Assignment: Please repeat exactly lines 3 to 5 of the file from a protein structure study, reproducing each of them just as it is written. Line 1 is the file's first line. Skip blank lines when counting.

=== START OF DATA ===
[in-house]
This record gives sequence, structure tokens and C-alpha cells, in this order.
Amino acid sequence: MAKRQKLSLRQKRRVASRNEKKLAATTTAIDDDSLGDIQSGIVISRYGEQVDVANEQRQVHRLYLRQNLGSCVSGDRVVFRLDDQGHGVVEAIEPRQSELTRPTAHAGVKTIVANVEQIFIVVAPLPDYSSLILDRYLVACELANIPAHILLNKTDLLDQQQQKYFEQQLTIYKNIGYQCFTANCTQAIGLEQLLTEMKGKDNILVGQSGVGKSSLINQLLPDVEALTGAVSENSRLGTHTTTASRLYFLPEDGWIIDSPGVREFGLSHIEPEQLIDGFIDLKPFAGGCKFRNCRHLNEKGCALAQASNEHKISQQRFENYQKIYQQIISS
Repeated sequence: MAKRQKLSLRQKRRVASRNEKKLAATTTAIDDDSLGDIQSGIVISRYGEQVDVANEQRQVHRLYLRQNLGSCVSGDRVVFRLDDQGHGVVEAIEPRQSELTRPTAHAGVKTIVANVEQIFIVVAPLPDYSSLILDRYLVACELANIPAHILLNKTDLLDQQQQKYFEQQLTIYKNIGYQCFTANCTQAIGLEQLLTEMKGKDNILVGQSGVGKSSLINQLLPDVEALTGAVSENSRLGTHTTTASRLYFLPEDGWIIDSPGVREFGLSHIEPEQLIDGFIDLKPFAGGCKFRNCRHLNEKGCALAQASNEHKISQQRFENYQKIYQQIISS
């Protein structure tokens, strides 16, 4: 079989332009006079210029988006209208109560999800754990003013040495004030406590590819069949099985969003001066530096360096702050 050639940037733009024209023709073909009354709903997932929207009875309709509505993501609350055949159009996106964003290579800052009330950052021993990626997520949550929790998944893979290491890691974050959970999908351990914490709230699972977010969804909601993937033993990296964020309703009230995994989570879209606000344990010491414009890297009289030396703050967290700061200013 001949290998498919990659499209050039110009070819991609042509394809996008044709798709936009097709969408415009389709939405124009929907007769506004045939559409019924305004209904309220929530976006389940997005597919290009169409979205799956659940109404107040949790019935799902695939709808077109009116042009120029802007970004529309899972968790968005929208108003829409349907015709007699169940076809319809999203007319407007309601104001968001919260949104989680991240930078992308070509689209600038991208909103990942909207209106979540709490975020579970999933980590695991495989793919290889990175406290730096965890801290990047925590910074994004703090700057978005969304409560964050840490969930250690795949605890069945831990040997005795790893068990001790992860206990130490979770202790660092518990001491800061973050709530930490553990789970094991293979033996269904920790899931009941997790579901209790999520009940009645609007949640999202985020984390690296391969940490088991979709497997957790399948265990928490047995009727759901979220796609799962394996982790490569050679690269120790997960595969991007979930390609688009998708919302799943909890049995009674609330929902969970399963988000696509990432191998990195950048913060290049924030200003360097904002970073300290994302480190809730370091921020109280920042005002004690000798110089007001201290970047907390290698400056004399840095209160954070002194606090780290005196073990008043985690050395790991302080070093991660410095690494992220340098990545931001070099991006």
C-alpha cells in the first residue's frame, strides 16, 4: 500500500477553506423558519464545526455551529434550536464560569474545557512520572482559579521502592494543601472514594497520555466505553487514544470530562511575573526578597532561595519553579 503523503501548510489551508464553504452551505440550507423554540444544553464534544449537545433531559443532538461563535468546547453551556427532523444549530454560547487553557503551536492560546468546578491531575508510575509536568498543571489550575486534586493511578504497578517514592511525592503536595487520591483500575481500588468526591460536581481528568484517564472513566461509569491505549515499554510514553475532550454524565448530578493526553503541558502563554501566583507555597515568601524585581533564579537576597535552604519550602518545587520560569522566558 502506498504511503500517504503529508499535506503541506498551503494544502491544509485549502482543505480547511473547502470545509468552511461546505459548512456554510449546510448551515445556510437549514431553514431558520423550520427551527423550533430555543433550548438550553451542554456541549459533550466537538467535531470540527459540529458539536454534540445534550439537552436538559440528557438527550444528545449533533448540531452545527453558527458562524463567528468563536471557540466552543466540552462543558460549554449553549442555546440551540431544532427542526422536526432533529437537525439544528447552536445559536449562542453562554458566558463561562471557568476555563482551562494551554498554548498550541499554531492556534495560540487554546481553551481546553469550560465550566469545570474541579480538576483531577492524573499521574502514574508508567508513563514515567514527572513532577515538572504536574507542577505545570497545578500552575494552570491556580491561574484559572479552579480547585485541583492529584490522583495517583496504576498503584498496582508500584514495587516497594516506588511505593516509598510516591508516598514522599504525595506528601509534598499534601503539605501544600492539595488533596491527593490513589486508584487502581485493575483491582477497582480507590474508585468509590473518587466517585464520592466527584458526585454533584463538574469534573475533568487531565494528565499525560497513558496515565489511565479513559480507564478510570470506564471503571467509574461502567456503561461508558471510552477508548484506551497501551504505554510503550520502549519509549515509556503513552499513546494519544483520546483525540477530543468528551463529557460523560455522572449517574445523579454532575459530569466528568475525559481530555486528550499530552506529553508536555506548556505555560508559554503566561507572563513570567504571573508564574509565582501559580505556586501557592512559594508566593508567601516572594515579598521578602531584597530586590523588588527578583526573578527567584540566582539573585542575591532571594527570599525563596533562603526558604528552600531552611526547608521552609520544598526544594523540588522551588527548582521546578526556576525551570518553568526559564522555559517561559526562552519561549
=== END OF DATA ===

Amino acid sequence: MAKRQKLSLRQKRRVASRNEKKLAATTTAIDDDSLGDIQSGIVISRYGEQVDVANEQRQVHRLYLRQNLGSCVSGDRVVFRLDDQGHGVVEAIEPRQSELTRPTAHAGVKTIVANVEQIFIVVAPLPDYSSLILDRYLVACELANIPAHILLNKTDLLDQQQQKYFEQQLTIYKNIGYQCFTANCTQAIGLEQLLTEMKGKDNILVGQSGVGKSSLINQLLPDVEALTGAVSENSRLGTHTTTASRLYFLPEDGWIIDSPGVREFGLSHIEPEQLIDGFIDLKPFAGGCKFRNCRHLNEKGCALAQASNEHKISQQRFENYQKIYQQIISS
Repeated sequence: MAKRQKLSLRQKRRVASRNEKKLAATTTAIDDDSLGDIQSGIVISRYGEQVDVANEQRQVHRLYLRQNLGSCVSGDRVVFRLDDQGHGVVEAIEPRQSELTRPTAHAGVKTIVANVEQIFIVVAPLPDYSSLILDRYLVACELANIPAHILLNKTDLLDQQQQKYFEQQLTIYKNIGYQCFTANCTQAIGLEQLLTEMKGKDNILVGQSGVGKSSLINQLLPDVEALTGAVSENSRLGTHTTTASRLYFLPEDGWIIDSPGVREFGLSHIEPEQLIDGFIDLKPFAGGCKFRNCRHLNEKGCALAQASNEHKISQQRFENYQKIYQQIISS
């Protein structure tokens, strides 16, 4: 079989332009006079210029988006209208109560999800754990003013040495004030406590590819069949099985969003001066530096360096702050 050639940037733009024209023709073909009354709903997932929207009875309709509505993501609350055949159009996106964003290579800052009330950052021993990626997520949550929790998944893979290491890691974050959970999908351990914490709230699972977010969804909601993937033993990296964020309703009230995994989570879209606000344990010491414009890297009289030396703050967290700061200013 001949290998498919990659499209050039110009070819991609042509394809996008044709798709936009097709969408415009389709939405124009929907007769506004045939559409019924305004209904309220929530976006389940997005597919290009169409979205799956659940109404107040949790019935799902695939709808077109009116042009120029802007970004529309899972968790968005929208108003829409349907015709007699169940076809319809999203007319407007309601104001968001919260949104989680991240930078992308070509689209600038991208909103990942909207209106979540709490975020579970999933980590695991495989793919290889990175406290730096965890801290990047925590910074994004703090700057978005969304409560964050840490969930250690795949605890069945831990040997005795790893068990001790992860206990130490979770202790660092518990001491800061973050709530930490553990789970094991293979033996269904920790899931009941997790579901209790999520009940009645609007949640999202985020984390690296391969940490088991979709497997957790399948265990928490047995009727759901979220796609799962394996982790490569050679690269120790997960595969991007979930390609688009998708919302799943909890049995009674609330929902969970399963988000696509990432191998990195950048913060290049924030200003360097904002970073300290994302480190809730370091921020109280920042005002004690000798110089007001201290970047907390290698400056004399840095209160954070002194606090780290005196073990008043985690050395790991302080070093991660410095690494992220340098990545931001070099991006």